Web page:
void setDocument(CleanEditor::Logic::DocumentHandler* document_handler); 

Q_SIGNALS: 
  void newFileClicked(); 
  void openFileClicked(const QUrl& file_url); 
  void saveFileClicked(); 
  void saveAsFileClicked(const QUrl& file_url); 

private: 
  CleanEditor::Models::MenuModel* model_{nullptr}; 
}; 

As you might have guessed, each signal corresponds to a user-action performed in the menu area: newFileClicked(), openFileClicked(...), saveFileClicked() and saveAsFileClicked(...). Perhaps you also observed that only three icons are available in the menu? This is because the saveFile action doesn't have a dedicated icon; it's emitted when using a keyboard shortcut instead.

The MenuController's signals are not handled directly within the MenuController but propagated up to the MainController. The MainController then redirects the flow to a DocumentsModel which handles the actions for creating, opening and saving files. The reason the MenuController doesn't directly own and write to the DocumentsModel is because this particular model is shared between several components and should preferably only be handled by one controller, namely the parent MainController. I've found this constraint to be very helpful in order to understand and track the flow of the application. It's especially helpful when debugging.

Perhaps you noted that the model is created outside the controller and then passed in through the setModel-function. The main reason for this is that the model could potentially be swapped for another one. By using the dependency inversion principle we can decouple the components even further and use different models for the same controller. This technique is utilised in the EditorController where we need two different models in order to use it for both the QML component and the C++ widget:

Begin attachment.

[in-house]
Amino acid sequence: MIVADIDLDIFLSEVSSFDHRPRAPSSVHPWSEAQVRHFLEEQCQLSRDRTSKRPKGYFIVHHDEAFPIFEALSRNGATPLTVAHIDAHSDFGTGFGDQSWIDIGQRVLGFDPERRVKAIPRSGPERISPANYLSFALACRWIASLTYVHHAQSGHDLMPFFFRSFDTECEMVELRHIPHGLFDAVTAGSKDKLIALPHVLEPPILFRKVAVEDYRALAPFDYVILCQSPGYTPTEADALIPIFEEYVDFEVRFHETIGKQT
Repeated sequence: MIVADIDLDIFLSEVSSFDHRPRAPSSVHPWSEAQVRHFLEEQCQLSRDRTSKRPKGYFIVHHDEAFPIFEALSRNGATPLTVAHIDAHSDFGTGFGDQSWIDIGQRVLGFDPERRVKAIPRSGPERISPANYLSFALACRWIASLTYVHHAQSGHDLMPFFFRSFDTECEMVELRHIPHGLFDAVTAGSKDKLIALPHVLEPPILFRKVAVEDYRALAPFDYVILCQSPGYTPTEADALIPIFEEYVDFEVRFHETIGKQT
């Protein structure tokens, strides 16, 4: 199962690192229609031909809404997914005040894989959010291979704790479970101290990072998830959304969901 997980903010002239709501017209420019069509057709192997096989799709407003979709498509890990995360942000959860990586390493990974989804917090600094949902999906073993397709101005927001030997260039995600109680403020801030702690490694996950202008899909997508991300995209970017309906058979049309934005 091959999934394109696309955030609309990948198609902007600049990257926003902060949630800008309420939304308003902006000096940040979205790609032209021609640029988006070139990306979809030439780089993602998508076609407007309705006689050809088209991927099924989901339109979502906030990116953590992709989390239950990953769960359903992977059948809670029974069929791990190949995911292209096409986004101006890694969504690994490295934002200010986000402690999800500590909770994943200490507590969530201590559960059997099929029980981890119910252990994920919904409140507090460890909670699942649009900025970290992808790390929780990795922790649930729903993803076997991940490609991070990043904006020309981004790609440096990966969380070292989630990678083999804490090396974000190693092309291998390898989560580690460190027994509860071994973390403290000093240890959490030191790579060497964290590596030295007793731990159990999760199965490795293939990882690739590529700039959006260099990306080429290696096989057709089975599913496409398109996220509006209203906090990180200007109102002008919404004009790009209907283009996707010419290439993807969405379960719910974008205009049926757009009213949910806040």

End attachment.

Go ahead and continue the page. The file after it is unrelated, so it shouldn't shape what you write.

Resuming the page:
class CLEAN_EDITOR_EXPORT EditorController : public QObject { 
... 
  //Takes ownership of model 
  void setModel(CleanEditor::Models::AbstractEditorModel* model); 
... 
}; 

As the name implies, the AbstractEditorModel is an abstract class.

Wrap up

Similar to the previous MVC post this might feel a bit overwhelming at first. However, we'll come back to the example application in the next two posts and it will hopefully make more sense by then. That said, I would suggest you to go through the remaining components in the source code and investigate a bit. Possibly you could add another component and see how it would fit into the design?

If you're interested in more information on how to structure a Qt application, I would recommend to try to get hold of the Learn Qt 5 book written by Nicholas Sheriff. The book goes through a full example application created from scratch and incorporates similar techniques as described in this post. In addition to this, if you're interested in adapting Facebook's Flux design, Benlau's quickflux has got you covered.

Note that the structure presented here is only a starting point. As the project grows additional separation will most likely be required. For example, the GUI components might need to decouple from the front-end and placed into a standalone library in order to be re-used by multiple applications. Similarly, it might be beneficial to split the back-end and separate controllers and models into multiple libraries to better serve different applications.

In the next post we'll cover the QML front-end for the example application in details. We'll learn more about the QML syntax and semantics and how it communicates with the C++-backend. We'll also explore how we can structure it in a scalable manner. See you next time!